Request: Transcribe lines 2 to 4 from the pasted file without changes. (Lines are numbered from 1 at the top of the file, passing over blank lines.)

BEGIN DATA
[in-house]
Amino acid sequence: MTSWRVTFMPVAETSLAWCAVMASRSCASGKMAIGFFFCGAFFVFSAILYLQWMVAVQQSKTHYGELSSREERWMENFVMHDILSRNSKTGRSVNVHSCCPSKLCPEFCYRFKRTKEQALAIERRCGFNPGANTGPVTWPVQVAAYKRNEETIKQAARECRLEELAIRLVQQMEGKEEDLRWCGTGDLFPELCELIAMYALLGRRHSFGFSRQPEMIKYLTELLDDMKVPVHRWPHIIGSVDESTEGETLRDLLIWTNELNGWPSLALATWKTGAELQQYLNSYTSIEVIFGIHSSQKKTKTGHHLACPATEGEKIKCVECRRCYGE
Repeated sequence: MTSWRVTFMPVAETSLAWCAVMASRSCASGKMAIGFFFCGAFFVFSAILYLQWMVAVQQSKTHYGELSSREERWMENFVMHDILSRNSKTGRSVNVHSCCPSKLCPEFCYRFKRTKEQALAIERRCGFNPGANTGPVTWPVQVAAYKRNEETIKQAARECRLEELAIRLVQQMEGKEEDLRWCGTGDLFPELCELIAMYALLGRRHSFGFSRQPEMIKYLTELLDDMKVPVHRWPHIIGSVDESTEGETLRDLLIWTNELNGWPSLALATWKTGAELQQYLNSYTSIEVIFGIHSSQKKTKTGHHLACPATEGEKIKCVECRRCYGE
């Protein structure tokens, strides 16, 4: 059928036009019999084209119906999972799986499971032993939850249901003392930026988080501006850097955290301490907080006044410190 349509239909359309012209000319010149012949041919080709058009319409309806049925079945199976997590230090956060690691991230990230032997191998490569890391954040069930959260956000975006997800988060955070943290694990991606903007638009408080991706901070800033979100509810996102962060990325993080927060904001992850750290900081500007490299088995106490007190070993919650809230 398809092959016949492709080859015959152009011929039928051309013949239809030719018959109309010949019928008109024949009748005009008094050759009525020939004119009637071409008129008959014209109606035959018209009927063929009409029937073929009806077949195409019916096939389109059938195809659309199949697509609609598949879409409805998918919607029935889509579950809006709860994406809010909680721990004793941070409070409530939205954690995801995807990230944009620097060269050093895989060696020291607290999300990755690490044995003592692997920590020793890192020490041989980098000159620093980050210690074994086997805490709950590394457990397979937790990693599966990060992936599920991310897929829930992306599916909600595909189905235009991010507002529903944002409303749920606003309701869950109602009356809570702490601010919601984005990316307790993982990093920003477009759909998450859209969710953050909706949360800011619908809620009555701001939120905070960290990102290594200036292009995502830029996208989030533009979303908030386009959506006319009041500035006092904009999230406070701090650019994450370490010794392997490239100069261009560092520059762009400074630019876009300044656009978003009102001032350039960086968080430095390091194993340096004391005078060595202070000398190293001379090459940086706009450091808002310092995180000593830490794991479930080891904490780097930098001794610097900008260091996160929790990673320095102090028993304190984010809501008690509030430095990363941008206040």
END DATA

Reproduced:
Amino acid sequence: MTSWRVTFMPVAETSLAWCAVMASRSCASGKMAIGFFFCGAFFVFSAILYLQWMVAVQQSKTHYGELSSREERWMENFVMHDILSRNSKTGRSVNVHSCCPSKLCPEFCYRFKRTKEQALAIERRCGFNPGANTGPVTWPVQVAAYKRNEETIKQAARECRLEELAIRLVQQMEGKEEDLRWCGTGDLFPELCELIAMYALLGRRHSFGFSRQPEMIKYLTELLDDMKVPVHRWPHIIGSVDESTEGETLRDLLIWTNELNGWPSLALATWKTGAELQQYLNSYTSIEVIFGIHSSQKKTKTGHHLACPATEGEKIKCVECRRCYGE
Repeated sequence: MTSWRVTFMPVAETSLAWCAVMASRSCASGKMAIGFFFCGAFFVFSAILYLQWMVAVQQSKTHYGELSSREERWMENFVMHDILSRNSKTGRSVNVHSCCPSKLCPEFCYRFKRTKEQALAIERRCGFNPGANTGPVTWPVQVAAYKRNEETIKQAARECRLEELAIRLVQQMEGKEEDLRWCGTGDLFPELCELIAMYALLGRRHSFGFSRQPEMIKYLTELLDDMKVPVHRWPHIIGSVDESTEGETLRDLLIWTNELNGWPSLALATWKTGAELQQYLNSYTSIEVIFGIHSSQKKTKTGHHLACPATEGEKIKCVECRRCYGE
């Protein structure tokens, strides 16, 4: 059928036009019999084209119906999972799986499971032993939850249901003392930026988080501006850097955290301490907080006044410190 349509239909359309012209000319010149012949041919080709058009319409309806049925079945199976997590230090956060690691991230990230032997191998490569890391954040069930959260956000975006997800988060955070943290694990991606903007638009408080991706901070800033979100509810996102962060990325993080927060904001992850750290900081500007490299088995106490007190070993919650809230 398809092959016949492709080859015959152009011929039928051309013949239809030719018959109309010949019928008109024949009748005009008094050759009525020939004119009637071409008129008959014209109606035959018209009927063929009409029937073929009806077949195409019916096939389109059938195809659309199949697509609609598949879409409805998918919607029935889509579950809006709860994406809010909680721990004793941070409070409530939205954690995801995807990230944009620097060269050093895989060696020291607290999300990755690490044995003592692997920590020793890192020490041989980098000159620093980050210690074994086997805490709950590394457990397979937790990693599966990060992936599920991310897929829930992306599916909600595909189905235009991010507002529903944002409303749920606003309701869950109602009356809570702490601010919601984005990316307790993982990093920003477009759909998450859209969710953050909706949360800011619908809620009555701001939120905070960290990102290594200036292009995502830029996208989030533009979303908030386009959506006319009041500035006092904009999230406070701090650019994450370490010794392997490239100069261009560092520059762009400074630019876009300044656009978003009102001032350039960086968080430095390091194993340096004391005078060595202070000398190293001379090459940086706009450091808002310092995180000593830490794991479930080891904490780097930098001794610097900008260091996160929790990673320095102090028993304190984010809501008690509030430095990363941008206040």